Naperville Eats: Cooking the catch of the day
Judy Buchenot Buchenot@comcast.net
Jim Duplex gets his first batch of fillets ready for the grill before cleaning up a second walleye caught the day before. | Judy Buchenot~For The Sun
1/2 cup crushed almonds
1 cup bread crumbs
1 egg beaten
1 cup flour
2 tablespoons olive oil
1 pound Walleye fillets
Mix almonds and bread crumbs in a bowl. Dip fillets in flour, then in beaten egg and finally in almond and breadcrumb mixture. Coat a frying pan with a thin layer of olive oil. Place fish in pan and cook for three minutes. Flip and continue cooking until fish is tender.
1/2 cup breadcrumbs
1 cup finely shredded Parmesan cheese
1 tablespoon chopped fresh oregano
1/8 teaspoon salt
2 tablespoons olive oil
Mix breadcrumbs, cheese and oregano. Beat one egg and salt in a small bowl. Dip fillets in egg and then into breadcrumb mixture. Pour olive oil in frying pan. Add fish and cook for 3 minutes. Flip and continue cooking until fish tests done.
2 tablespoons unsalted butter
2 onions, diced
1 teaspoon dried thyme
2 bay leaves
2 pounds potatoes, peeled and cubed
5 cups chicken stock
15-ounce can of corn, drained (optional)
3 pounds fish fillets cut into bite-sized pieces
1-1/2 cups heavy cream
Place butter, onions, thyme and bay leaves in the bottom of a pot. Cook until onions are soft, about 8 minutes. Add cubed potatoes and chicken stock. Cook 10 minutes. Potatoes should be soft but still firm. If stock has not thickened, crush a few potato cubes and cook a few minutes longer until thickened. Add corn if desired. Add fish fillets and cook until tender. Add cream and cook until heat until mixture is warm.
1 pound fresh fillets
2 slices onion
1/4 cup chopped green peppers
Coat fish fillets with olive oil and sprinkle with garlic
salt, pepper and basil. If cooking in a frying pan, place onions and green peppers in the pan with a thin layer of olive oil. Cook till tender. Add fish. Cook until fork is inserted without resistance. To cook on the grill, coat and season fillets as for frying. Place on a sheet of aluminum foil with onion and peppers. Place a tablespoon butter on top of fillets. Wrap fillets in foil. Place on grill for five to seven minutes or until fish tests done.
Naperville resident Jim Duplex has been fishing since he was a child. He fashioned his first fishing pole from a bamboo stick and caught his first blue gill in the neighborhood park. He continued fishing for many years, but his goal was always the same, “I wanted to catch one big fish,” he says.
Although he gave it his best effort, the big fish seemed to always elude him. Then one day, he picked up a book by Elwood “Buck” Perry, which changed his approach to fishing.
“Most people view the lake as a big bowl with fish in it, but that is not accurate,” Duplex says. “Buck Perry developed a theory that fish follow a certain path. By mapping the lake, you can find the fish, and once you find the fish, you can catch them.”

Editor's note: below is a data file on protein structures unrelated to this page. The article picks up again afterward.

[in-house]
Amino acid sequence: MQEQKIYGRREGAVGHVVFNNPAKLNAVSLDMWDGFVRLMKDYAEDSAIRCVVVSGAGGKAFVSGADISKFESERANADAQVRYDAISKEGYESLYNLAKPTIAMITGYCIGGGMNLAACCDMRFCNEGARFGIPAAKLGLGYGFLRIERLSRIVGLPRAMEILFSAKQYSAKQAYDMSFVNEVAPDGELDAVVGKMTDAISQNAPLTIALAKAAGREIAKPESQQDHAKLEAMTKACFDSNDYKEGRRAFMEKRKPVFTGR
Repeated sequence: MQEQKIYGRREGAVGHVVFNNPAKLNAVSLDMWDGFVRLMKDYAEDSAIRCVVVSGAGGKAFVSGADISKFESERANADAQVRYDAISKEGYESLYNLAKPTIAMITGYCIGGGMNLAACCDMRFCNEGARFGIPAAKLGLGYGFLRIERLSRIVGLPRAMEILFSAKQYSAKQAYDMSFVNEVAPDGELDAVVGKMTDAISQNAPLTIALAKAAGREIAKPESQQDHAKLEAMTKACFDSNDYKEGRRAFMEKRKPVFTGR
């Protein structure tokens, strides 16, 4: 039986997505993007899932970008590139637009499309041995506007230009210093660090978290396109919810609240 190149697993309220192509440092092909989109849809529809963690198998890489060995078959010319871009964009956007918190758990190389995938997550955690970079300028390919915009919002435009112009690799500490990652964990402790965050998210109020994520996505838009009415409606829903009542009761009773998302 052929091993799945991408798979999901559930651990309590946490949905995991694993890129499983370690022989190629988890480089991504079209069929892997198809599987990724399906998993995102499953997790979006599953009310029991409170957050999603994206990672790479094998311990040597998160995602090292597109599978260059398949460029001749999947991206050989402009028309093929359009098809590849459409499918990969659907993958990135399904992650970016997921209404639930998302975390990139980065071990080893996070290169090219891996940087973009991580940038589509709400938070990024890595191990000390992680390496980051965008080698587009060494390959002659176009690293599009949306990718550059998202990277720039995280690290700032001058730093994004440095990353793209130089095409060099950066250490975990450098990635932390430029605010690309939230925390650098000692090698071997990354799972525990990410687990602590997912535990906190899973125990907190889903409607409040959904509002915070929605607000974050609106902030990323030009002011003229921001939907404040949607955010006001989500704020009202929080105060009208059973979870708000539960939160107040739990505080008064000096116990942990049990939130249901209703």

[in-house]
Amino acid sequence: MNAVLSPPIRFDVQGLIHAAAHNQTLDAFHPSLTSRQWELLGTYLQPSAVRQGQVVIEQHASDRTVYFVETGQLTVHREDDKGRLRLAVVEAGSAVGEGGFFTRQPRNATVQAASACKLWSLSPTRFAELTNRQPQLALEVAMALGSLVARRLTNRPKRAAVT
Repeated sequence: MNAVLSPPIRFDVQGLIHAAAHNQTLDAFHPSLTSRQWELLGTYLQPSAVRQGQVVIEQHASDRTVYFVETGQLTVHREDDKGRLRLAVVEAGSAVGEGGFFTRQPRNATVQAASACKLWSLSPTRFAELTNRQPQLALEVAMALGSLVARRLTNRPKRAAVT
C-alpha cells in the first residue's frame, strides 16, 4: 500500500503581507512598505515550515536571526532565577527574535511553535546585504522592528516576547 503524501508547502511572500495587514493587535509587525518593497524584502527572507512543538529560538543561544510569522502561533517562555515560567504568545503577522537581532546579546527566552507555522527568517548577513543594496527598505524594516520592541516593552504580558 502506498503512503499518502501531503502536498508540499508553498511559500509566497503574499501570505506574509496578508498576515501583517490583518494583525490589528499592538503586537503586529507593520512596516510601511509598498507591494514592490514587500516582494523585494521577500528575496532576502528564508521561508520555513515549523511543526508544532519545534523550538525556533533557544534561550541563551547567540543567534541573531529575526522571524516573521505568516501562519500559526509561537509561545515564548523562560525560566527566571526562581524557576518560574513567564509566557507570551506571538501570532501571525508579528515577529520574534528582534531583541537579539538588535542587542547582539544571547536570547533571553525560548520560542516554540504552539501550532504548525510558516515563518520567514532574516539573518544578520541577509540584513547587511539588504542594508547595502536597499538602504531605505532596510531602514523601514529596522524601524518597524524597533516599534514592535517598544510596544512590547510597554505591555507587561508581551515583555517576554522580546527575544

Perry called his method “spoonplugging” since the lures used have a spoon shape. “The key to spoonplugging,” Duplex claims, “is knowing the right depth and speed.”
Perry’s method calculates multiple factors, including basic movements of fish, lake features, water conditions and weather.
“There is no magic lure or magic pole or magic boat,” Duplex says. “Mapping the lake is the key to interpreting; interpreting is the key to knowledge; knowledge is the key to success; and success is the key to satisfaction.”
Once Duplex employed spoonplugging methods, he started catching those big fish. He belongs to a spoonplugging club, and the 30 members freely share information with each other about local lakes.
Duplex now catches far more fish than he can use, so he throws many of them back. He first snaps a picture holding the fish before it goes back into the water though. His photos are a testament to his skill — many of the fish are enormous. He also has videos of some of his fishing adventures. On a recent trip to Heidecke Lake in Morris, Ill., Duplex caught a 20-inch walleye that he brought home.
“If you catch ’em, you need to clean them,” Duplex says. “I can fix fish a million different ways, but I like it best on the grill.”
Duplex proudly showed off his recent catch and began to clean it.
“You shouldn’t wash the fish until you are ready to cook it,” begins Duplex as he deftly removes the skin from the fish using an electric fish knife. The skin comes off in one smooth strip and Duplex flips the fish over to skin the other side.
“I wrap up the skin and leftovers in newspaper and bury it in my garden. It is great for the soil. I have to bury it more than 9 inches deep, though, or critters will dig it up.”
Some of the trimmings also go to his cat who appreciates the fresh catch.
“It doesn’t take long to cook fresh fish,” Duplex notes, “so you have to watch it closely. When you stick a fork into the fish, you can feel a little resistance. When the fish is done, the fork goes in with no resistance at all.”
When asked how often he fishes, Duplex replies with a grin, “As often as I can.”
As a retired music teacher, he has more free time than most and tries to get out on a lake about 10 times a month.
Here, he shares several of his simple yet delicious recipes, which he uses on his catch of the day.
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